So, will COVID19 change the way that we do business in the future?  You can listen to our conversation here; with my thanks to Natasha Hall!

MEDIA: CBC News Network Viewer Q & A (Business in Times of COVID19)

Pleased to join Elmer Kim and Michael Serapio of CBC News Network to answer viewer questions about business in times of COVID19.


These are difficult times for business leaders, and although numerous support programs have been announced, it can be challenging to understand the details and implications.  Here are a few things to keep in mind as we continue to navigate through this unprecedented period:

  • Accept the fact that these are challenging days.  The Federal and Provincial governments have released a lot of information about programs to help business and individuals; this can be overwhelming.  Try to focus in on the areas that pertain to your situation, “one bite at a time”.  As questions arise, be sure to write them down so that you have a record at hand of areas that you want to discuss and clarify.
  • Connect with others.  Remember that a local, national, and global business community is going through the challenges of COVID19; you are not alone and do not have to navigate through this in isolation (OK, you might be in your house, but you can still connect with others).  Reach out to business owners, industry and professional associations, and advisors for help, as they can bring meaningful context and answers (strength in numbers is a good thing).
  • Speak up when overlooked.  If you feel that your situation is not being addressed by the current support programs, contact your MP and government to voice your concerns.  Do not assume that they understand what it is like to be in business or how/why a gap in support programs is a problem; be prepared to spell it out, in plain language and with examples (quantifying the financial and job implications can be particularly helpful).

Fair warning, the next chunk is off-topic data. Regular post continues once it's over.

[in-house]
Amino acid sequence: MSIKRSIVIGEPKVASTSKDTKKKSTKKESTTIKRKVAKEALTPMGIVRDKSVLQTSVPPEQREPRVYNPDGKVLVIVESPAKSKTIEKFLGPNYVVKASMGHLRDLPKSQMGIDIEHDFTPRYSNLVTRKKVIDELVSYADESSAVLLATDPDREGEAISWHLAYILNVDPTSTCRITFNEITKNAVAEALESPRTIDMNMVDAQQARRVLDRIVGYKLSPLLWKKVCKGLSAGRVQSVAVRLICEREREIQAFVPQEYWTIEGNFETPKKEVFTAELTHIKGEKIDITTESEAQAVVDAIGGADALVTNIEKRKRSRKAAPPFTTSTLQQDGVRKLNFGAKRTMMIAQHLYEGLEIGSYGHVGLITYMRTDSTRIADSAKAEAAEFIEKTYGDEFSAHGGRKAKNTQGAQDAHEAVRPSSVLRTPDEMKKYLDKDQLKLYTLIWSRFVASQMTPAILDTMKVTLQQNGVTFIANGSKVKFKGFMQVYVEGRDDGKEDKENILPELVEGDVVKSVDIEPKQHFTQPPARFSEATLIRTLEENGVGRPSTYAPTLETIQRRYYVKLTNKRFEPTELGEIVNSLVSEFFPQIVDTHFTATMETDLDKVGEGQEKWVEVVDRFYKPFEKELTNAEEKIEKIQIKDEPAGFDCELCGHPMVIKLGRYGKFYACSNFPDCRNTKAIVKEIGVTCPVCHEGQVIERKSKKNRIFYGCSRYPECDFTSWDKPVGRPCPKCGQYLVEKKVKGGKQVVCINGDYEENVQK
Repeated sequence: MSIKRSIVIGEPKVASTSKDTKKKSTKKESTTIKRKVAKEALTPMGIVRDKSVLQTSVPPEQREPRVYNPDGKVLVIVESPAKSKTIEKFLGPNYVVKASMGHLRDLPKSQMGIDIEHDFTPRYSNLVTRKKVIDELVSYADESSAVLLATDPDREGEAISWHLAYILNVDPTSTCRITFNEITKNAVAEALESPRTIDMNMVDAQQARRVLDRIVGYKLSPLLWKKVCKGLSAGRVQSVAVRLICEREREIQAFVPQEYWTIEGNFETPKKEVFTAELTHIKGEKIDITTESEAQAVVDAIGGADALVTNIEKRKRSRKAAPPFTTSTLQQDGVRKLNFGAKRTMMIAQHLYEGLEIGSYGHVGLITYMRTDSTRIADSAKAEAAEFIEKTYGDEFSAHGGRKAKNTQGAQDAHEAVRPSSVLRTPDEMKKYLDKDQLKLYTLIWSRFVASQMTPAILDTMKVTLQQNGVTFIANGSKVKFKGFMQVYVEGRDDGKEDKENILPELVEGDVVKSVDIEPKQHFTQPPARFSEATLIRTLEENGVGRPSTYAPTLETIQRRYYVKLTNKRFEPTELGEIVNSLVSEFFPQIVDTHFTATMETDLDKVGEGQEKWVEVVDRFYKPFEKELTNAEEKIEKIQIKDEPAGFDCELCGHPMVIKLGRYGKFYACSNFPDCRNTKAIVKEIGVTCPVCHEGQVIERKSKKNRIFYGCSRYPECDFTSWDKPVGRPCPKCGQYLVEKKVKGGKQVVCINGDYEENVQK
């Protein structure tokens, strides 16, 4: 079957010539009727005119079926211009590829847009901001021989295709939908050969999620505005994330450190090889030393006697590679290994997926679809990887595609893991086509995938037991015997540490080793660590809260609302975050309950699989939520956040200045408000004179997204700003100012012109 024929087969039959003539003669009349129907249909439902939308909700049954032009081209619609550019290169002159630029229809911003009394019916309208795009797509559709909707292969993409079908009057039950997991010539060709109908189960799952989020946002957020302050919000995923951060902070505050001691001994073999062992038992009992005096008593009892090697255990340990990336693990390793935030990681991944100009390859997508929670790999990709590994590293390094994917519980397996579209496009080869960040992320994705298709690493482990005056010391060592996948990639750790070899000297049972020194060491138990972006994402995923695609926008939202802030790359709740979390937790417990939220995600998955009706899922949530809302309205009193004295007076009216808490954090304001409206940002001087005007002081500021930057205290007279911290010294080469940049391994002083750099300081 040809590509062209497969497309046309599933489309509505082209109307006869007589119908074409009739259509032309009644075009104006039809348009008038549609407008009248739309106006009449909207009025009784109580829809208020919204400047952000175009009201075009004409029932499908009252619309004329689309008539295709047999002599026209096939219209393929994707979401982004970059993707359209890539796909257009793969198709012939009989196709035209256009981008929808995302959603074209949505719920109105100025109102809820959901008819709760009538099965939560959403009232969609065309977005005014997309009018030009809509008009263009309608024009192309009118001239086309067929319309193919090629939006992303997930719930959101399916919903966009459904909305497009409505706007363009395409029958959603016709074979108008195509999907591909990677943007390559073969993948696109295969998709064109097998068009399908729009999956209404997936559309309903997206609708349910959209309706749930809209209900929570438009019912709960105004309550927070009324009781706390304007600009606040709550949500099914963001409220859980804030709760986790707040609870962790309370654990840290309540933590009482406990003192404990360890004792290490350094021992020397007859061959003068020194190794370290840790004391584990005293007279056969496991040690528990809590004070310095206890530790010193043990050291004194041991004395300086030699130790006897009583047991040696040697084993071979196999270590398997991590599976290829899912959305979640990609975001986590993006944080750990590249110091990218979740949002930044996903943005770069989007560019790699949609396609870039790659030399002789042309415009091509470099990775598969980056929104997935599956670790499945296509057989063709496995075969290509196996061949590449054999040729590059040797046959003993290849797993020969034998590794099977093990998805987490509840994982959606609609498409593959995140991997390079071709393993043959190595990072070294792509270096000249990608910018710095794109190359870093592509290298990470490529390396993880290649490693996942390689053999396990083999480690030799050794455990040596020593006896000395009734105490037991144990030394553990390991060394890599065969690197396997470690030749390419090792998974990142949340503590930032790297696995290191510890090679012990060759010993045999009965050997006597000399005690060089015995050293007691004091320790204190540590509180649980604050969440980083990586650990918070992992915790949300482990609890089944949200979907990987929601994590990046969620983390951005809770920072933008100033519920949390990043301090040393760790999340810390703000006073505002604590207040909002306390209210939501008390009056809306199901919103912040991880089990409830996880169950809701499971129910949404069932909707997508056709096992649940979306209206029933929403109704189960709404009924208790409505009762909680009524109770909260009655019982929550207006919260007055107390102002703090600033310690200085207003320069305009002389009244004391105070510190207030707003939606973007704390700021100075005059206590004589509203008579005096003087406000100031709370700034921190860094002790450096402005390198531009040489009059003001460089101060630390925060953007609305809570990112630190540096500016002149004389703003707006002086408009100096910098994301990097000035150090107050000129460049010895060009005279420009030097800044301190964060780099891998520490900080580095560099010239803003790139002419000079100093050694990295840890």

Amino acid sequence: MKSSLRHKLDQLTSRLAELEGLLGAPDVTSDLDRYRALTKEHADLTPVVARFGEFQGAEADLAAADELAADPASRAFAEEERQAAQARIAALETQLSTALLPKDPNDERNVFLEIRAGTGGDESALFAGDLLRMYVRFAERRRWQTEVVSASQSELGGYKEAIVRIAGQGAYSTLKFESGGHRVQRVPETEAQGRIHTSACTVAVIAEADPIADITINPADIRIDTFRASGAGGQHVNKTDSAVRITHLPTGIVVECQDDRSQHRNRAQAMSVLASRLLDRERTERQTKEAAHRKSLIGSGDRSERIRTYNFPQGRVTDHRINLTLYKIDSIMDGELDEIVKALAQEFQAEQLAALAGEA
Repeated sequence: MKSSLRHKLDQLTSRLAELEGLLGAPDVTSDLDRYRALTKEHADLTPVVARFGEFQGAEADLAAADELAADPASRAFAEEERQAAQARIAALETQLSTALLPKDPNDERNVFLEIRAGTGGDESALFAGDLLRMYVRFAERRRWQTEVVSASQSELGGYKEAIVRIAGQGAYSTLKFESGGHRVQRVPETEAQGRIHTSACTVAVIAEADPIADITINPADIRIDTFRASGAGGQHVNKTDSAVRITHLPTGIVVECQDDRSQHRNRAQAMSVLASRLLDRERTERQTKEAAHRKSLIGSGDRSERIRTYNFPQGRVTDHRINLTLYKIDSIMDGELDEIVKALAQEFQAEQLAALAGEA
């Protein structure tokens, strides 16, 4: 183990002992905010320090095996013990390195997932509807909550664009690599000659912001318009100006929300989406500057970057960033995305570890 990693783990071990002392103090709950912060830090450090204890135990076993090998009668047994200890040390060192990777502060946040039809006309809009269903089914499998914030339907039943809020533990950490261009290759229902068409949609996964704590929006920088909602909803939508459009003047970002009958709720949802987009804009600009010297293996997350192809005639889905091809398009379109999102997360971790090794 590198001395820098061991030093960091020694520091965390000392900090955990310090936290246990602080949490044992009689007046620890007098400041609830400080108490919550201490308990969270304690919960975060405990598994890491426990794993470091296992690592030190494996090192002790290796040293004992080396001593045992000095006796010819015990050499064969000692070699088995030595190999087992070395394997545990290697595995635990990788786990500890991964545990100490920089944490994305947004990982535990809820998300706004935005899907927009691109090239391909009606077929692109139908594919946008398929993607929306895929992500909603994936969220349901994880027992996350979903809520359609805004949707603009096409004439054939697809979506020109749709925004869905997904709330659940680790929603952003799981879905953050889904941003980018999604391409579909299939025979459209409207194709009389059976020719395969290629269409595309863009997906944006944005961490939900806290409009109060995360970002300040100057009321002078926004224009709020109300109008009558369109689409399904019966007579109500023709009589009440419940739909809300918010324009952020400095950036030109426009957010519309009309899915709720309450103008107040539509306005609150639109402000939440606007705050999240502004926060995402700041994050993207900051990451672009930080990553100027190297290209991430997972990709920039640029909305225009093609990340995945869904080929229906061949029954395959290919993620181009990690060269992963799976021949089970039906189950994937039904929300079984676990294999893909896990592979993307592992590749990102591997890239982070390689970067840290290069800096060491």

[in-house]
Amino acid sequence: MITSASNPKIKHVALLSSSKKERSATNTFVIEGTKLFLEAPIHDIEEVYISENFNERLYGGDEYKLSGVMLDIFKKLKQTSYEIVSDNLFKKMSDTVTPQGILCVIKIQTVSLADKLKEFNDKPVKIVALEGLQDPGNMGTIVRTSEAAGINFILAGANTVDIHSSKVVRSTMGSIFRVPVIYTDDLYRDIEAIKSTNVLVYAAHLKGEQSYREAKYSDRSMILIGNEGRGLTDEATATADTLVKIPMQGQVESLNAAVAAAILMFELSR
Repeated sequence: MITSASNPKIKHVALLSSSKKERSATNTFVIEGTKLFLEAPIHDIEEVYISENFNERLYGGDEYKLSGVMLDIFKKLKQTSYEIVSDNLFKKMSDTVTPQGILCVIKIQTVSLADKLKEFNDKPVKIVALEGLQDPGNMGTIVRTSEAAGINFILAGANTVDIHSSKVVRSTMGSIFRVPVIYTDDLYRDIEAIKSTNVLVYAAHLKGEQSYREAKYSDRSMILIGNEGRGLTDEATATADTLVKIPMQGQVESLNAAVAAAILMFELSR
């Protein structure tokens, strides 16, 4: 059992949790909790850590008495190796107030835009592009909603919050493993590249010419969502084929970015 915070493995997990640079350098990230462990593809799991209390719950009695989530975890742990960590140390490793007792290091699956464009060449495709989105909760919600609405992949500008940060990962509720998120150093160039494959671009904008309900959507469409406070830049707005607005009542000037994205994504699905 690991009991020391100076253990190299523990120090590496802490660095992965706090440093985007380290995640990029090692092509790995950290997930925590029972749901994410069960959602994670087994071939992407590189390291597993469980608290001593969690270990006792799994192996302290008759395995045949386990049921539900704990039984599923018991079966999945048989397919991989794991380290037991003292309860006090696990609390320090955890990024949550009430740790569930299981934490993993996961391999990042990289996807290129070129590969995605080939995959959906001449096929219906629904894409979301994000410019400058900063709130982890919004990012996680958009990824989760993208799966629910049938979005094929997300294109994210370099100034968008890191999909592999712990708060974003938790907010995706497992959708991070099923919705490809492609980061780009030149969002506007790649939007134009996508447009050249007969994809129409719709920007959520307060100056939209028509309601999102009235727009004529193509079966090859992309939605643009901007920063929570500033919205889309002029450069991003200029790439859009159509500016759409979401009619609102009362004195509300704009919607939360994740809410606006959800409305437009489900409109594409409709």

• Expect more to come.  These are fluid times, and although each day might seem like a month or longer, governments are moving rapidly to help Canadians.  We have seen support programs unfold on a daily and weekly basis, and although a good foundation is in place, there is more to do (areas that come to mind include addressing gaps in the areas of very small businesses, the self-employed, and mandating financial institutions to provide payment deferrals more broadly).  This is why it is so important to speak up about gaps and shortfalls in the system.
  • Look for opportunities to reinvent.  Turbulent times bring opportunity, as the shell of yesterday breaks open to reveal a new tomorrow.  What could this mean for your business, in the present and future?  Look to companies who have already started to do this, such as manufacturers who have adapted and retooled to produce what is desperately needed in this moment, and then, look beyond that.  Companies are using this time to consider the new path forward; advisors can help.

It’s my pleasure to answer your questions; keep them coming and hopefully we can chat again soon.  In the meantime, stay well and look for the silver linings in your world.

MEDIA: CBC News Network Weekend Business Panel (April, 2020)

Launching the home studio for the CBC News Network Weekend Business Panel in times of COVID19, alongside Elmer Kim and John Northcott.  Our segment was devoted to business as COVID19 unfolds, including record unemployment levels, government support programs, and the struggling oil sector.

As developments in this area are rapidly unfolding, a few quick thoughts based on where we are at today:

  • Unprecedented unemployment levels.  Expect to see unemployment levels continue to increase, offset by programs that provide the opportunity for employers to retain staff (such as the Canadian Emergency Wage Subsidy).  Having said that, the bottom line is that a significant portion of Canada’s workforce isn’t working and may not be for some time, including those who are unemployed, being retained through government programs, or are underemployed due to working less.  Maintaining connection to the workforce is critical for employers, employees, and self-employed people.
  • Self-employment support shortfalls.  Under the current income support programs, it appears that self-employed people only qualify for the Canadian Emergency Response Benefit (maximum of $2,000 per month).  Many self-employed people who work on a full time basis earn far in excess of $2,000 monthly, representing a significant and urgent support gap.  Those who are working, but earning less due to customer and client circumstances, should be compensated in a manner that brings income up to at least the support level, as opposed to having to cease work in order to collect.